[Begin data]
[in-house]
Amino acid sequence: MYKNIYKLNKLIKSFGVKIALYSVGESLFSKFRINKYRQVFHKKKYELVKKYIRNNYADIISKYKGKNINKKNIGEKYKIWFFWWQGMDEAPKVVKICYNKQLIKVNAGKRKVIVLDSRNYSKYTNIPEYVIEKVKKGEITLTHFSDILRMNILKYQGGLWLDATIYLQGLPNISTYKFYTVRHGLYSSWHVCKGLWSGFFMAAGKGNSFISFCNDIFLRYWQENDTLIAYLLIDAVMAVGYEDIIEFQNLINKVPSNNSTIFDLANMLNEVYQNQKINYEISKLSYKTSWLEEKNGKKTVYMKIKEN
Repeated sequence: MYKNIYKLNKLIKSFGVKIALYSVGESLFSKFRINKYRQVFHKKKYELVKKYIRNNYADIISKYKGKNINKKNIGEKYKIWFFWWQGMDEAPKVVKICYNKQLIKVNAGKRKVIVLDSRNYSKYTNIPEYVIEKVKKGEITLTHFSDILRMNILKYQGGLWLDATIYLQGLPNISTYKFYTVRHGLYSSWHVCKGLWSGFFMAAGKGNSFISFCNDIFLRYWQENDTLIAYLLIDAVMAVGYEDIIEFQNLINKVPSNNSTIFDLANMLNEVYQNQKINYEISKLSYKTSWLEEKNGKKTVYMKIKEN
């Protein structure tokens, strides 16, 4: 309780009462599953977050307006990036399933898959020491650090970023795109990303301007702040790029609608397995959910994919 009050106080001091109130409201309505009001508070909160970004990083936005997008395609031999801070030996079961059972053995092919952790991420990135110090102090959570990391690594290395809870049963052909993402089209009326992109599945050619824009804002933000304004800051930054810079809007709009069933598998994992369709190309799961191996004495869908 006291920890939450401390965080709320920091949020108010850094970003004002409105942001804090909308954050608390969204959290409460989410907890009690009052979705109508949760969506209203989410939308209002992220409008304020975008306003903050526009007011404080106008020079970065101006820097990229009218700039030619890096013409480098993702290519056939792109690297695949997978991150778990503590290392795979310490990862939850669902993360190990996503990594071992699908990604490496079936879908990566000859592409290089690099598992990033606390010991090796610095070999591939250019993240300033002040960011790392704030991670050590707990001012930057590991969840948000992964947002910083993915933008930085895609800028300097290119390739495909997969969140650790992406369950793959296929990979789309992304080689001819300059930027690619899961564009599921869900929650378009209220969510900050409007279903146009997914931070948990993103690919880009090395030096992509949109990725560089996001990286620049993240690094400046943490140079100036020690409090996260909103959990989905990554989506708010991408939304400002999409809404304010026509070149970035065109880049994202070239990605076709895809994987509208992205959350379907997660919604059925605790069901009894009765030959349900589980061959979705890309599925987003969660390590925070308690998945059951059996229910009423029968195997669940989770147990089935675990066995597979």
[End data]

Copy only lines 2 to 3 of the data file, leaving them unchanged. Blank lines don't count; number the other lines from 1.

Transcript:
Amino acid sequence: MYKNIYKLNKLIKSFGVKIALYSVGESLFSKFRINKYRQVFHKKKYELVKKYIRNNYADIISKYKGKNINKKNIGEKYKIWFFWWQGMDEAPKVVKICYNKQLIKVNAGKRKVIVLDSRNYSKYTNIPEYVIEKVKKGEITLTHFSDILRMNILKYQGGLWLDATIYLQGLPNISTYKFYTVRHGLYSSWHVCKGLWSGFFMAAGKGNSFISFCNDIFLRYWQENDTLIAYLLIDAVMAVGYEDIIEFQNLINKVPSNNSTIFDLANMLNEVYQNQKINYEISKLSYKTSWLEEKNGKKTVYMKIKEN
Repeated sequence: MYKNIYKLNKLIKSFGVKIALYSVGESLFSKFRINKYRQVFHKKKYELVKKYIRNNYADIISKYKGKNINKKNIGEKYKIWFFWWQGMDEAPKVVKICYNKQLIKVNAGKRKVIVLDSRNYSKYTNIPEYVIEKVKKGEITLTHFSDILRMNILKYQGGLWLDATIYLQGLPNISTYKFYTVRHGLYSSWHVCKGLWSGFFMAAGKGNSFISFCNDIFLRYWQENDTLIAYLLIDAVMAVGYEDIIEFQNLINKVPSNNSTIFDLANMLNEVYQNQKINYEISKLSYKTSWLEEKNGKKTVYMKIKEN